35 Slocum September 8, 2014 at 7:19 am

One reason these abuses have little visibility with the median voter is the police generally don’t do these things to them. The median voter doesn’t really believe this is much of a problem because it has never happened to them or anyone they know. The same goes for middle-of-the-night SWAT raids.

36 Andrew' September 8, 2014 at 8:19 am

Democracy is decent, but it has some blind spots. My question is whether these blinds spots are a feature or a bug. The cops, or at least the infinitesimal minority who possess some self-reflective capacity, I would suspect know they couldn’t do this more generally and know they are exploiting a weakness in accountability and getting away with a short-lived thing.

37 charlie September 8, 2014 at 8:56 am

I’d say the operating hook here is racism.

You are looking at about 12 a day.

The average (or median — they don’t specify) seized is around 9000.

I do have a hard time understanding why someone would have $9000 in cash on them. No idea the “unbanked” were so rich.

I mean, if you believe other stats, something like 1/2 of americans don’t have access to $4000 in cash in an emergency.

There could be a good case that targeting mexicans (or illegals as people like to call them) you are commiting some sort of civil rights issue. And I can see why such an individual might have that much cash on them, although again that seems high.

The interesting statstic not mentioned is how large the stash would need to be to justify going to court getting it back. I’d guess the cost might be in the 2000 range for a lawyer. Perhaps more. Given the generally low number of legal appeals, I’d say the program might be working.

(None of that justifies the program or the legal burden shifting. But the evidence cited suggested it does work against drug dealers, with perhaps some harm done to illegals.)

38 Dan Weber September 8, 2014 at 9:21 am

I mostly agree with Charlie, in that “most people cannot imagine this happening to them.” And not just because “I’m white” but because “I wouldn’t carry around big loads of cash.”

(And I don’t carry around big loads of cash, but 1. some people might want to, and 2. I’d like the right to do so if I wanted to.)

39 Slocum September 8, 2014 at 9:33 am

“I do have a hard time understanding why someone would have $9000 in cash on them.”

One common reason for lower-income people to carry that kind of money is when they are buying a used car from a private party. I have a working class relative who is always buying and selling used cars (partly as a hobby and partly in an attempt to make a little money ‘horse trading’). The deals are always in cash. And then there are immigrants from countries with untrustworthy banks who are culturally accustomed to buying houses and businesses with cash. Some of them have also been robbed by the highway bandits in blue.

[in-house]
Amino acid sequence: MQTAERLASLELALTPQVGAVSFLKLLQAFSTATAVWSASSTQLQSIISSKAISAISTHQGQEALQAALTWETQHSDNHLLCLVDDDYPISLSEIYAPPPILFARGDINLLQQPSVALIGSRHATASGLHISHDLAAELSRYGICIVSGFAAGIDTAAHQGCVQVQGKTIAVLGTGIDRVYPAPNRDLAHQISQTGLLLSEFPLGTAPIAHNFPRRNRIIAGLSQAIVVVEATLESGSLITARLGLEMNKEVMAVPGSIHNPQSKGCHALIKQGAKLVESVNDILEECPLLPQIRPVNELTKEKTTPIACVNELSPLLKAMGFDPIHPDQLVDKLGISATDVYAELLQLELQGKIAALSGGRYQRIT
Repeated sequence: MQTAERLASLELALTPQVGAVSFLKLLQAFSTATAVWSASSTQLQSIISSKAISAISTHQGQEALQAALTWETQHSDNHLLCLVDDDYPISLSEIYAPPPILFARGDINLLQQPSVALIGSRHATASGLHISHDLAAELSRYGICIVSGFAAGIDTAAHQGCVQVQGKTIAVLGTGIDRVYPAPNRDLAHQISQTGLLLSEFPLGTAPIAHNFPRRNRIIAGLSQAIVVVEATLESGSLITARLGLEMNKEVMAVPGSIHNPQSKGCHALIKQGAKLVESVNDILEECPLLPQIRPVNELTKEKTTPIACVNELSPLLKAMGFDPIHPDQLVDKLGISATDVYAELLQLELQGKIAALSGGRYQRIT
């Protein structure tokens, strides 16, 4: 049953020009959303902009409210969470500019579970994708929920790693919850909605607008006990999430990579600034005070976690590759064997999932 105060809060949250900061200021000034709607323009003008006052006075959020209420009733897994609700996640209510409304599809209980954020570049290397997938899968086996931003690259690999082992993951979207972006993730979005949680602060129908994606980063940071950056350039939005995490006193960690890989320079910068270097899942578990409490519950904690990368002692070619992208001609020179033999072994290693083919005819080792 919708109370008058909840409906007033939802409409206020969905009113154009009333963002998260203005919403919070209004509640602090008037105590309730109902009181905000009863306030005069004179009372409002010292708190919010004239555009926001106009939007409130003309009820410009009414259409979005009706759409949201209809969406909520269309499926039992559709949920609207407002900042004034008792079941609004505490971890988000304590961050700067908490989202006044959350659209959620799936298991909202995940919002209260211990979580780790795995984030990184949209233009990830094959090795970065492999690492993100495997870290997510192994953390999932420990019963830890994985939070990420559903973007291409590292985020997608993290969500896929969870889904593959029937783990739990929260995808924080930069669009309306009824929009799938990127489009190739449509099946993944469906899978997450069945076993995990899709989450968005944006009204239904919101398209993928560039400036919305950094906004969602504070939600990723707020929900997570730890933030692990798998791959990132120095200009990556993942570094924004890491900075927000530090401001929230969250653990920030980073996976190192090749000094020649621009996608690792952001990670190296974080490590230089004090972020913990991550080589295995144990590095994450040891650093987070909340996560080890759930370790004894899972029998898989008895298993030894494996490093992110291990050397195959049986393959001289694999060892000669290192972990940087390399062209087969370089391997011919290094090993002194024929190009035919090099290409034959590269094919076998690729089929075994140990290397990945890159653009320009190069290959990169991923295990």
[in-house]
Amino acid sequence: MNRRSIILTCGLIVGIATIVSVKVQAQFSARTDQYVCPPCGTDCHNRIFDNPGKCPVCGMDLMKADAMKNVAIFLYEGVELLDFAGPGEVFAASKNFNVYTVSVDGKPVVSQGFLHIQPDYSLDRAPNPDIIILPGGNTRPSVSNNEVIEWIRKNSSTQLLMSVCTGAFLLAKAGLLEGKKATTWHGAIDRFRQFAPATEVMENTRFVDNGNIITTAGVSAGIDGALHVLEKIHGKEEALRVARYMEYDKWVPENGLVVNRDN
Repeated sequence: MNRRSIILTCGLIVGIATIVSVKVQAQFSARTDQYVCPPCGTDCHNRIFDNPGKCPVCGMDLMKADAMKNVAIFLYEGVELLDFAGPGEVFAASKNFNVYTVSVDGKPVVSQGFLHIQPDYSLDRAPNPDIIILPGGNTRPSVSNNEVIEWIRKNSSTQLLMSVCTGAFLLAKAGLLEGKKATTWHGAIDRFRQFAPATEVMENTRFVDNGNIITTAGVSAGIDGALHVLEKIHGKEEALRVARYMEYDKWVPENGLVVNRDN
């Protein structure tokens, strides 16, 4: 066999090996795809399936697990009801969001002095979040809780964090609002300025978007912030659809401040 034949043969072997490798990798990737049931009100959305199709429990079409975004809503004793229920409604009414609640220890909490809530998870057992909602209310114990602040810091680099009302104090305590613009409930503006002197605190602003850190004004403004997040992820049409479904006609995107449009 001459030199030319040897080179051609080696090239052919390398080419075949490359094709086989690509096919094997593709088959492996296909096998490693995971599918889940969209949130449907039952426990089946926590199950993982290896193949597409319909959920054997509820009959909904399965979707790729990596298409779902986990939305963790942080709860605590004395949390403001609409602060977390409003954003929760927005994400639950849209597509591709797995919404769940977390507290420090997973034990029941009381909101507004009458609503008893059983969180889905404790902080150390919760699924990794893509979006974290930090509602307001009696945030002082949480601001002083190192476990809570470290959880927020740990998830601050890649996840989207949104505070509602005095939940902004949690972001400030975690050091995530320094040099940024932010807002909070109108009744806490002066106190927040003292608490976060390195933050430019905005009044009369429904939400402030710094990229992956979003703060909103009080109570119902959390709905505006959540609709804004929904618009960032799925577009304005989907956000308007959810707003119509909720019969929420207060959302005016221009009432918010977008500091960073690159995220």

40 chuck martel September 8, 2014 at 10:15 am

The idea that carrying large amounts of cash should be suspicious behavior is indicative of tyranny in itself. Now banks, even foreign banks, are required to report to US agencies transactions of $10,000 by US citizens. It seems that money, regardless of how it might be obtained, remains the property of the government. It is used by their authority.

41 Andrew' September 8, 2014 at 10:45 am

Let’s say it is always drugs.

What is the benefit of grabbing $9000 compared to the cost of having cops always looking for this score?

42 Chip September 8, 2014 at 8:45 am

I said they should embrace more freedom.

(Oh boy)

43 Just an Australian September 8, 2014 at 5:41 pm

“Don’t Canada and Australia already have more freedom restrictions than the USA” – yes, we do, but we also have less restrictions in other respects. We care about different things (though there’s not that much alignment between what we care about and what the restrictions are)

44 Nathan W September 8, 2014 at 11:18 am

If you want to go live in Singapore, go live in Singapore.

This is a free country. You are free to leave.

If you want freedom please stay. Or go.

45 charlie September 8, 2014 at 12:56 pm

I am very familiar with the buying/selling of used cars from private parties.

And yes, it is a cash business.

Again, how many immigrant/undocumented/working class people have acces to over 8K in cash? For a car.

I paid over 2K for an designer sofa once in cash, and that might have been the largest amount that I dealt with.

This is a general intoduction, but there is no way I am taking 9K for my car in twenty dollar bills.

46 andrew' September 8, 2014 at 4:38 am

Funny how facts can seem to have a personality. It was the first thing I checked but I wasn’t surprised.